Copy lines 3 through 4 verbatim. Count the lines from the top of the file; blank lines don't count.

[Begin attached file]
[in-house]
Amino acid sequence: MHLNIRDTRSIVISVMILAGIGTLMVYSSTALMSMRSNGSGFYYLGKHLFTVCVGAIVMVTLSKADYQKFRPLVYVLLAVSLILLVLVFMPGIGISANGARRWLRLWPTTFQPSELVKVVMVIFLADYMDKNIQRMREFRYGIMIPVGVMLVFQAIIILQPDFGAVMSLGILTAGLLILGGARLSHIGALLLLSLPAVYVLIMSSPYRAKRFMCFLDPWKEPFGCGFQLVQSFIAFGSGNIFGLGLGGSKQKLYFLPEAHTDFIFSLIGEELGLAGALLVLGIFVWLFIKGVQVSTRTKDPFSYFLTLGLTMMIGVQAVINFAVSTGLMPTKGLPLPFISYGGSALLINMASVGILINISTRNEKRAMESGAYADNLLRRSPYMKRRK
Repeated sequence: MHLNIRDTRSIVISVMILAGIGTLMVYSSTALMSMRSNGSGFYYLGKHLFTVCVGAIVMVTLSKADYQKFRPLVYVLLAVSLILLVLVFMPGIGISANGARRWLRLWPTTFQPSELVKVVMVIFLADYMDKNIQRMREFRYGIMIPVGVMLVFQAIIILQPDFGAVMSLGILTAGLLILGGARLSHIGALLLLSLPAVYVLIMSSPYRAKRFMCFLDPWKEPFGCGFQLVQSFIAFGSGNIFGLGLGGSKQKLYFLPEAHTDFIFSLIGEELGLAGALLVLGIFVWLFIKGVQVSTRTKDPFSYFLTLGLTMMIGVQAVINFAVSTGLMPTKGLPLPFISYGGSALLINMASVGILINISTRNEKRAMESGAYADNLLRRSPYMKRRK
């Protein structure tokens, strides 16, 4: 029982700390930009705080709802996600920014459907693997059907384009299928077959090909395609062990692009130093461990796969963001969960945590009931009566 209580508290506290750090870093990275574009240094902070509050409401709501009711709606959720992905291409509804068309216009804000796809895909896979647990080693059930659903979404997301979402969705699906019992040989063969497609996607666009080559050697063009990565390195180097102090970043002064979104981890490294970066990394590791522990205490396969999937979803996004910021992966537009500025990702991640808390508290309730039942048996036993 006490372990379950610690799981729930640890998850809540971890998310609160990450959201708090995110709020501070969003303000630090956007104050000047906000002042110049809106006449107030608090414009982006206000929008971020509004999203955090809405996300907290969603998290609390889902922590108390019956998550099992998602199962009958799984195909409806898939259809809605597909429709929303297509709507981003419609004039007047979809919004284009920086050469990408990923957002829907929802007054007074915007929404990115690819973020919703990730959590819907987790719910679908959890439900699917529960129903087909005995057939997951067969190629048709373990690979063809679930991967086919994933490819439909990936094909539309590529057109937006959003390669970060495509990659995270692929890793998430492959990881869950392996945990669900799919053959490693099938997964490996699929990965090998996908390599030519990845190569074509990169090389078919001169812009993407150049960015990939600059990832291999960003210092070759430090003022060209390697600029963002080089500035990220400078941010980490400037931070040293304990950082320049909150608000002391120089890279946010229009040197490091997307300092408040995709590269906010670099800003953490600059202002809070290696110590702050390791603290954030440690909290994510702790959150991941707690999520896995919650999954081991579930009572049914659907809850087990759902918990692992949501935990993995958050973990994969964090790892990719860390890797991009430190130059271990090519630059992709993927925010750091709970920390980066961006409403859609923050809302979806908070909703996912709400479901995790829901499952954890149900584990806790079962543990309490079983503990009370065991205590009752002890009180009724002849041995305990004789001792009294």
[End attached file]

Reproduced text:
Repeated sequence: MHLNIRDTRSIVISVMILAGIGTLMVYSSTALMSMRSNGSGFYYLGKHLFTVCVGAIVMVTLSKADYQKFRPLVYVLLAVSLILLVLVFMPGIGISANGARRWLRLWPTTFQPSELVKVVMVIFLADYMDKNIQRMREFRYGIMIPVGVMLVFQAIIILQPDFGAVMSLGILTAGLLILGGARLSHIGALLLLSLPAVYVLIMSSPYRAKRFMCFLDPWKEPFGCGFQLVQSFIAFGSGNIFGLGLGGSKQKLYFLPEAHTDFIFSLIGEELGLAGALLVLGIFVWLFIKGVQVSTRTKDPFSYFLTLGLTMMIGVQAVINFAVSTGLMPTKGLPLPFISYGGSALLINMASVGILINISTRNEKRAMESGAYADNLLRRSPYMKRRK
């Protein structure tokens, strides 16, 4: 029982700390930009705080709802996600920014459907693997059907384009299928077959090909395609062990692009130093461990796969963001969960945590009931009566 209580508290506290750090870093990275574009240094902070509050409401709501009711709606959720992905291409509804068309216009804000796809895909896979647990080693059930659903979404997301979402969705699906019992040989063969497609996607666009080559050697063009990565390195180097102090970043002064979104981890490294970066990394590791522990205490396969999937979803996004910021992966537009500025990702991640808390508290309730039942048996036993 006490372990379950610690799981729930640890998850809540971890998310609160990450959201708090995110709020501070969003303000630090956007104050000047906000002042110049809106006449107030608090414009982006206000929008971020509004999203955090809405996300907290969603998290609390889902922590108390019956998550099992998602199962009958799984195909409806898939259809809605597909429709929303297509709507981003419609004039007047979809919004284009920086050469990408990923957002829907929802007054007074915007929404990115690819973020919703990730959590819907987790719910679908959890439900699917529960129903087909005995057939997951067969190629048709373990690979063809679930991967086919994933490819439909990936094909539309590529057109937006959003390669970060495509990659995270692929890793998430492959990881869950392996945990669900799919053959490693099938997964490996699929990965090998996908390599030519990845190569074509990169090389078919001169812009993407150049960015990939600059990832291999960003210092070759430090003022060209390697600029963002080089500035990220400078941010980490400037931070040293304990950082320049909150608000002391120089890279946010229009040197490091997307300092408040995709590269906010670099800003953490600059202002809070290696110590702050390791603290954030440690909290994510702790959150991941707690999520896995919650999954081991579930009572049914659907809850087990759902918990692992949501935990993995958050973990994969964090790892990719860390890797991009430190130059271990090519630059992709993927925010750091709970920390980066961006409403859609923050809302979806908070909703996912709400479901995790829901499952954890149900584990806790079962543990309490079983503990009370065991205590009752002890009180009724002849041995305990004789001792009294």